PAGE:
The ever-so-popular app Headspace makes the practice of meditation so much more manageable and accessible. In one of the first sessions, Andy Puddicombe talks about being “present” in an unpleasant activity. Take sitting in traffic for example. What this means is, instead of wishing I was somewhere else and NOT in traffic, I choose to be present when I AM stuck in traffic. Whether I choose to spend the time in quietness, listen to my favorite podcasts/tunes, or talk to a friend on the phone, I don’t resist the fact that I am in traffic. I just accept it and stay present in it.
A lot of times, it’s the act of resisting your condition that amplifies the unpleasantness of it.
If we learn the art of accepting a less-than-perfect condition, stay in control, and choose how we want to feel, then we can dictate how uncomfortable or comfortable we are.
2. Start your day by doing something you love
This is a proven method a lot of entrepreneurs and business leaders do to increase their productivity.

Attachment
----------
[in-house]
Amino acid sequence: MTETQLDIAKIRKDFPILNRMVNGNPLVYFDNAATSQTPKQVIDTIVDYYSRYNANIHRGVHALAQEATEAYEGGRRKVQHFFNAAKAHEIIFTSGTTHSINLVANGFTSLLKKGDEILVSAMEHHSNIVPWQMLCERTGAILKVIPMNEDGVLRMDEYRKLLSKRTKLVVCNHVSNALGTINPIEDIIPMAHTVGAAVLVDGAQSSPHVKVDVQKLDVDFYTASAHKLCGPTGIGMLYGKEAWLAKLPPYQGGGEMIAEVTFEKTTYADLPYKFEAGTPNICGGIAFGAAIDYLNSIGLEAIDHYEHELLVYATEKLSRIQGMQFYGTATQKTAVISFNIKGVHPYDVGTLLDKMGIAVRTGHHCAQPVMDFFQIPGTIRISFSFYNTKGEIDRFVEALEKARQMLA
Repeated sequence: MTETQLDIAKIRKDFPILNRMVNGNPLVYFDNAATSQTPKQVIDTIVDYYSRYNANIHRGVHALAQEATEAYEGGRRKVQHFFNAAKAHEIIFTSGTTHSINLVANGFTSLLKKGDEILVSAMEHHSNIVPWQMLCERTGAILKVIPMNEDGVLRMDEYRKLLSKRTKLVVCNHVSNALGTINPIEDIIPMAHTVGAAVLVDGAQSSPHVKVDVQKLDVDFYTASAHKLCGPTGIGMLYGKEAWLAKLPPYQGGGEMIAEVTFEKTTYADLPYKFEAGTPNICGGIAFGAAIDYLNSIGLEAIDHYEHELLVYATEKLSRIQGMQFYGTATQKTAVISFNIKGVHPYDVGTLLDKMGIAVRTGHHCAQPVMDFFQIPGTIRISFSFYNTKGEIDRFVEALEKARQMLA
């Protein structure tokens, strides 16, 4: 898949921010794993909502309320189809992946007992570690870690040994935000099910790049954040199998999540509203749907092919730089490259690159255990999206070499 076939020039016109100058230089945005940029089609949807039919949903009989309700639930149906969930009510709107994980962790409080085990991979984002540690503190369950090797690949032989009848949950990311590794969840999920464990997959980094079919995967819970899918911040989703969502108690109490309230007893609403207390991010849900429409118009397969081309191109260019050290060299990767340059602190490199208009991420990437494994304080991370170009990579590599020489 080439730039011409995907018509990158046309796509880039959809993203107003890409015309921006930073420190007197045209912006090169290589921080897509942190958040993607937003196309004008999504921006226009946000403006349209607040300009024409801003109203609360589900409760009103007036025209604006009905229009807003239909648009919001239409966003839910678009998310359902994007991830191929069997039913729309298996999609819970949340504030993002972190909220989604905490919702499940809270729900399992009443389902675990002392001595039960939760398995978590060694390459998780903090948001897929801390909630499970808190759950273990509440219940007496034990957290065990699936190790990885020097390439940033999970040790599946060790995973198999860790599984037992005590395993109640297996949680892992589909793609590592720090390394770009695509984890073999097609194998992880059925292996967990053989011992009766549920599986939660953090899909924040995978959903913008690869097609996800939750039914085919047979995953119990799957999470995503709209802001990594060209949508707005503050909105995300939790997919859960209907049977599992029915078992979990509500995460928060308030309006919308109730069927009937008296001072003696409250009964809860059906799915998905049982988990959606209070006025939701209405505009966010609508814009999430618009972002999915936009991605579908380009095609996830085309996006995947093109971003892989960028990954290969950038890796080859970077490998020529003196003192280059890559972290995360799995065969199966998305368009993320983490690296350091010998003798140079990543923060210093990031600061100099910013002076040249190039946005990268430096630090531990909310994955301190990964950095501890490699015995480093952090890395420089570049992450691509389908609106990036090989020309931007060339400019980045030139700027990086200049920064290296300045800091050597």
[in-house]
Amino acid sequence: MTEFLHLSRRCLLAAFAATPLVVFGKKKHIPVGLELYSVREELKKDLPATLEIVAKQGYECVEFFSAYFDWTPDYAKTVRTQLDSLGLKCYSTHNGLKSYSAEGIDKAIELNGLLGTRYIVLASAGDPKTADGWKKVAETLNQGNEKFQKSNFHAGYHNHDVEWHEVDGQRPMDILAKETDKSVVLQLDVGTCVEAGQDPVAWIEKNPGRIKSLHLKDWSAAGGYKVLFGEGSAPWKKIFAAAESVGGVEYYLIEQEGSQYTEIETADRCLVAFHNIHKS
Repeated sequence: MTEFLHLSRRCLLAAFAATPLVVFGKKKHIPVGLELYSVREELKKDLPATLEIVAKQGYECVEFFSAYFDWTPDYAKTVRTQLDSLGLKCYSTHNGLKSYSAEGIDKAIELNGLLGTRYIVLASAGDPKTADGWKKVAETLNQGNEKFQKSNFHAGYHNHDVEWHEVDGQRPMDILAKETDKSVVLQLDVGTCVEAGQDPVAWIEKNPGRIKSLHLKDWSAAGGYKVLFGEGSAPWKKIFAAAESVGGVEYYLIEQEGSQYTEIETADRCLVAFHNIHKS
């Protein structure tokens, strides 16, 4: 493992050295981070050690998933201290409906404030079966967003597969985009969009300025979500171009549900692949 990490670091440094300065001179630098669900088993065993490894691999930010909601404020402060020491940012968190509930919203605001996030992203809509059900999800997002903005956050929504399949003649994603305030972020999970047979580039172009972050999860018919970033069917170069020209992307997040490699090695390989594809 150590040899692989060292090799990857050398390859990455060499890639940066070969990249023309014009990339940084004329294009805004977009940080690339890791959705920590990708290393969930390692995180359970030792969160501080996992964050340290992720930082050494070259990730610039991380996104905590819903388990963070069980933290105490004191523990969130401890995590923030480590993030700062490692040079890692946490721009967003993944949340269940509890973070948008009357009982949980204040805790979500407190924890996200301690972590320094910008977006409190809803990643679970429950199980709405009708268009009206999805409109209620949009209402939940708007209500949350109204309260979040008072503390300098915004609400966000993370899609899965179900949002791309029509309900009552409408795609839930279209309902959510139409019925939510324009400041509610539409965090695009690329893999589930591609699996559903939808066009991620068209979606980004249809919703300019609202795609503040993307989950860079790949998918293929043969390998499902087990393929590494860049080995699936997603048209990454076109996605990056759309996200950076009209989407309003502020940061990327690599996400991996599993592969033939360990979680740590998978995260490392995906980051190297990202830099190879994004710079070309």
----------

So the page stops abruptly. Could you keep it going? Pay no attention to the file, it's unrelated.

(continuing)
Imagine if you had one extra hour every day to do what you love to do, and something you always wished you had more time to do. Be it exercising, reading, walking your dog, watching your favorite TV show, tending to your garden, drawing, painting, or cleaning. Now set your alarm clock one hour earlier, and voila, you have your magical, extra hour in the day!
Of course, if you want to maintain the same level of sleep, you would need to go to bed one hour early. The practice here is to make sure you get to do what you love doing every day, within the first hour of the day.
Since you already dedicated an hour to what you love doing, you won’t go on with your day thinking about what you wish you were doing…because you already did it!
3. Develop a ritual that lifts you up